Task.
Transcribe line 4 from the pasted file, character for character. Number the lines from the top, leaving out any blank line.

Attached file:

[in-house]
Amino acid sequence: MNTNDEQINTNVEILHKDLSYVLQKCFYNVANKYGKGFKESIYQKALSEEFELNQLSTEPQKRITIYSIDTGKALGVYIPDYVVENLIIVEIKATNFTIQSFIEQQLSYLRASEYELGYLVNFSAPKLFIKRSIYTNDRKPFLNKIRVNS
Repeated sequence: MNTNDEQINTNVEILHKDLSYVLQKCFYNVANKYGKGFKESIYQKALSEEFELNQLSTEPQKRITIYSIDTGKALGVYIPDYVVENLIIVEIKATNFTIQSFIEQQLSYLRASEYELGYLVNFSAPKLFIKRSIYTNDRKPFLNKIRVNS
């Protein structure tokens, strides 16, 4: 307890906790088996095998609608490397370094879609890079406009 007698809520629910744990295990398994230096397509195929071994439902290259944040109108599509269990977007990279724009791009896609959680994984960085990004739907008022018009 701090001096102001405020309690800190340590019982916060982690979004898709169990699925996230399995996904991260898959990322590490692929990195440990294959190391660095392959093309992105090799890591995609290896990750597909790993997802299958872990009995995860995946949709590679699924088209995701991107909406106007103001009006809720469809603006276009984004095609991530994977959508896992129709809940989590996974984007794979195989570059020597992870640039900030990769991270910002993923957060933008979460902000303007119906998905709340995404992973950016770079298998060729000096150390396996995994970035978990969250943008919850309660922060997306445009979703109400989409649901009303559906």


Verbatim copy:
């Protein structure tokens, strides 16, 4: 307890906790088996095998609608490397370094879609890079406009 007698809520629910744990295990398994230096397509195929071994439902290259944040109108599509269990977007990279724009791009896609959680994984960085990004739907008022018009 701090001096102001405020309690800190340590019982916060982690979004898709169990699925996230399995996904991260898959990322590490692929990195440990294959190391660095392959093309992105090799890591995609290896990750597909790993997802299958872990009995995860995946949709590679699924088209995701991107909406106007103001009006809720469809603006276009984004095609991530994977959508896992129709809940989590996974984007794979195989570059020597992870640039900030990769991270910002993923957060933008979460902000303007119906998905709340995404992973950016770079298998060729000096150390396996995994970035978990969250943008919850309660922060997306445009979703109400989409649901009303559906």